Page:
Many Kansas streams are seriously degraded or threatened and landowners typically lack appreciation of the problem and the basic knowledge and information needed to prevent further damage. Many landowners also have misconceived ideas that work against their own interests, those of their downstream neighbors, and the larger rural ecosystem.
The Sedgwick County Conservation District can teach you about stream resources and stewardship practices with a system of four trailer-mounted stream hydrology models and a curriculum.
Build your own streams and experiment with riparian vegetation, straightening channels, and natural and human impacts on watersheds. This hands-on activity is fun and informative for all ages.
Audiences can observe normal and abnormal stream processes as they experiment with riparian vegetation, straightening channels, and natural and human impacts on watersheds. “What-if” scenarios provide quick and dramatic illustrations of the long-term effects of various practices.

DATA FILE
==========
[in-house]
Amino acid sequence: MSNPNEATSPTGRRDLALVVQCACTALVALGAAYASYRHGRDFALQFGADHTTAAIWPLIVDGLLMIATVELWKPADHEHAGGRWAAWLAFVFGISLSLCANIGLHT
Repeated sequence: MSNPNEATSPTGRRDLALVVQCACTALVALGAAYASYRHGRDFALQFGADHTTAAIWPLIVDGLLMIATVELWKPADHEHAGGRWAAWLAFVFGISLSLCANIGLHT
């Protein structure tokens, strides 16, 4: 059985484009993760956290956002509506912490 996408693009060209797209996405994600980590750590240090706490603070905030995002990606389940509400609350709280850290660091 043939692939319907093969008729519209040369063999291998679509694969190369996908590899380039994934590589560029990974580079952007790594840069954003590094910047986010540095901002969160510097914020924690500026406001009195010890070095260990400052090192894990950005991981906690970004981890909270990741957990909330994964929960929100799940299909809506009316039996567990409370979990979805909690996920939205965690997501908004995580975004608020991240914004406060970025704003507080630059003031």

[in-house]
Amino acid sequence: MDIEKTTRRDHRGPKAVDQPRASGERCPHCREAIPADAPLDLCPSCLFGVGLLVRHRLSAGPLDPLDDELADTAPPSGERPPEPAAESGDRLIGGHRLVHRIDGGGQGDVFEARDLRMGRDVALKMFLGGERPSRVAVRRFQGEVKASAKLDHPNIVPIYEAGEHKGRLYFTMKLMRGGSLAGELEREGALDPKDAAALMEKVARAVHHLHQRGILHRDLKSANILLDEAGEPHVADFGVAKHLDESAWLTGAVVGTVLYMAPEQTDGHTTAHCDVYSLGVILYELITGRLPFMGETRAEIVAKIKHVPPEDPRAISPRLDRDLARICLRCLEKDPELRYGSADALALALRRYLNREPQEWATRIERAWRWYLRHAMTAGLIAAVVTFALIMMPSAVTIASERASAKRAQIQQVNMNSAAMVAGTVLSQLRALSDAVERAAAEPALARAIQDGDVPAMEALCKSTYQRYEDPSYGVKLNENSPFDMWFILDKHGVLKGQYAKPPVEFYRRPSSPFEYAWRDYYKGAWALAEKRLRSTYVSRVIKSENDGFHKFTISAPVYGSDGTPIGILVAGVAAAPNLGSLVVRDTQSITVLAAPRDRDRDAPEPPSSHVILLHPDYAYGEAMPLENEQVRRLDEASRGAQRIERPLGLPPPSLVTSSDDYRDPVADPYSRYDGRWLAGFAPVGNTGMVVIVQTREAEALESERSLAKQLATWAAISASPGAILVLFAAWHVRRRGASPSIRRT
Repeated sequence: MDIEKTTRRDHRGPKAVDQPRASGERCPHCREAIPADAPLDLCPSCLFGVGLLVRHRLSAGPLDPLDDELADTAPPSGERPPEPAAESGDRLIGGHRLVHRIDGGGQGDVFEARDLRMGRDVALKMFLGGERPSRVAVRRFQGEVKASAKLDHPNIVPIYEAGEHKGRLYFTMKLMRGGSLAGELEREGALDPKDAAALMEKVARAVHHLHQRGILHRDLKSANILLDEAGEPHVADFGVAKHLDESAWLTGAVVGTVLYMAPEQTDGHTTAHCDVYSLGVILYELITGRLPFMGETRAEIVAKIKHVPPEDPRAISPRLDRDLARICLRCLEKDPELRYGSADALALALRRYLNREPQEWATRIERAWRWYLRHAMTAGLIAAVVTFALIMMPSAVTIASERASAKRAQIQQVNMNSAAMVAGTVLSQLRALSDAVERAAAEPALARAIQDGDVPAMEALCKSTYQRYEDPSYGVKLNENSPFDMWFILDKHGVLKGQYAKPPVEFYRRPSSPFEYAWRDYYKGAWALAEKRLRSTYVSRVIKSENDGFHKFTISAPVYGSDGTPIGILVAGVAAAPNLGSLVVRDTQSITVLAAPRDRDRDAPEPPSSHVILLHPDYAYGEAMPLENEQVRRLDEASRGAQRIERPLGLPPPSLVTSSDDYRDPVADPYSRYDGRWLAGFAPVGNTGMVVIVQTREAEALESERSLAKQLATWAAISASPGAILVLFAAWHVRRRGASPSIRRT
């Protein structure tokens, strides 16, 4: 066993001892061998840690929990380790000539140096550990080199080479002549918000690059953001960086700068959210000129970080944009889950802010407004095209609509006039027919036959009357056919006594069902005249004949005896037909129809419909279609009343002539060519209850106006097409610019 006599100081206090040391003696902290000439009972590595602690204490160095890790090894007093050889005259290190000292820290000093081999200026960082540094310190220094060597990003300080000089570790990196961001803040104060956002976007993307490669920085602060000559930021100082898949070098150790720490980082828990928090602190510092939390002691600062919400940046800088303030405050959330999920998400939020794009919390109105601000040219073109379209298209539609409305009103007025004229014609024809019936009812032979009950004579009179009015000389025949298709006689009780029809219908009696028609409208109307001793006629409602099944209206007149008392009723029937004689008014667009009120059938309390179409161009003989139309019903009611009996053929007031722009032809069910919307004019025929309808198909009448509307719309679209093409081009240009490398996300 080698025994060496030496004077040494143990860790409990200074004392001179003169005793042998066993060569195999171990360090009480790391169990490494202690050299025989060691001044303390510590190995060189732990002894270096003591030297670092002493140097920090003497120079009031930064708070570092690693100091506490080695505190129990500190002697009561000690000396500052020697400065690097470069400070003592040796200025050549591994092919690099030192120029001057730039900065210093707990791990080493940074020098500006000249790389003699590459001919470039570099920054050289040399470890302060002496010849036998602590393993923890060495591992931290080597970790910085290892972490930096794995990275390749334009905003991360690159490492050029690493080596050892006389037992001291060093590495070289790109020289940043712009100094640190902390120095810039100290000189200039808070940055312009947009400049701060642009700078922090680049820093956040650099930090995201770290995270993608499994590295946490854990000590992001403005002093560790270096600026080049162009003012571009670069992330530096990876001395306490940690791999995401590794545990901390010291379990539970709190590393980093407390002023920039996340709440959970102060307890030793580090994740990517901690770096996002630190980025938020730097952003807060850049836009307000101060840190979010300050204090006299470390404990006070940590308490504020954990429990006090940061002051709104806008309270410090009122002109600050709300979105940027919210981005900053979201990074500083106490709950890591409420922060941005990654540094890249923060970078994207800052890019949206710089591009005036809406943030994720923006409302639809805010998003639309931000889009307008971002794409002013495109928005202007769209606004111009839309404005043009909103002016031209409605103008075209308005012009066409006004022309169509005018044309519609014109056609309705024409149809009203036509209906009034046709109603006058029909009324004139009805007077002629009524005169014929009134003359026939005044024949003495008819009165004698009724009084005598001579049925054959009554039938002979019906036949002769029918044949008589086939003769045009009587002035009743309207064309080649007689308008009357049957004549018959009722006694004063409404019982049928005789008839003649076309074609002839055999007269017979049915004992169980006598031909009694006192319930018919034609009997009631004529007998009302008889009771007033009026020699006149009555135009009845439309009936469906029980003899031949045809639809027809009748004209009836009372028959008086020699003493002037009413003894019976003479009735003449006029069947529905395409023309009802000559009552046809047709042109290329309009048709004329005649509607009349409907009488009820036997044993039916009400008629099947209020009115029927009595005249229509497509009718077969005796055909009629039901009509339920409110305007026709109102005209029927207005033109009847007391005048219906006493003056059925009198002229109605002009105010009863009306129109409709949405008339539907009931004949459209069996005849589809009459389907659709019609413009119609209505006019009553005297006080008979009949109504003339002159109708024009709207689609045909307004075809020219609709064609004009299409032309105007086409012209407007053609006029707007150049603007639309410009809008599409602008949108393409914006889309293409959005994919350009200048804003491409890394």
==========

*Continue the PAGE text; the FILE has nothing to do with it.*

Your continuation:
The Stream Model Trailer simulates surface water flow and its energies; how changes upstream affect the watercourse and streambanks downstream. Topics addressed include:
Streambank Erosion & Stabilization
The importance of wetland and riparian areas, through streambank protection and water quality, is demonstrated.
“Vegetation - It’s Doing a Job” – Plastic plants simulate root networks and protect the banks from erosion. The effects of removing the “vegetation” can be seen in areas without the plastic screening.
“Flooding is Natural” – Educates people that flooding is a natural and necessary process common to nearly ever stream and river in the country.
“Rivers Never Run Straight” – Educates the public about the consequences of channel straightening and why it does not work. This lesson can be used to show ‘neighbor versus neighbor’ scenarios, which demonstrates how actions on your land can affect your neighbor’s land.
“Sediment - Too Much is Bad” – This lesson demonstrates the effects of too much sediment in a stream. The lesson is set up to show the formation of point and mid-channel bars and their relation to stream erosion, as well as how sediment size affects habitat quality. The use of BMPs are also incorporated into this lesson to demonstrate their effectiveness in reducing the amount of sediment that reaches a stream.
The Conservation District staff and the Streambank Erosion Trailer are available for public education events throughout Sedgwick County.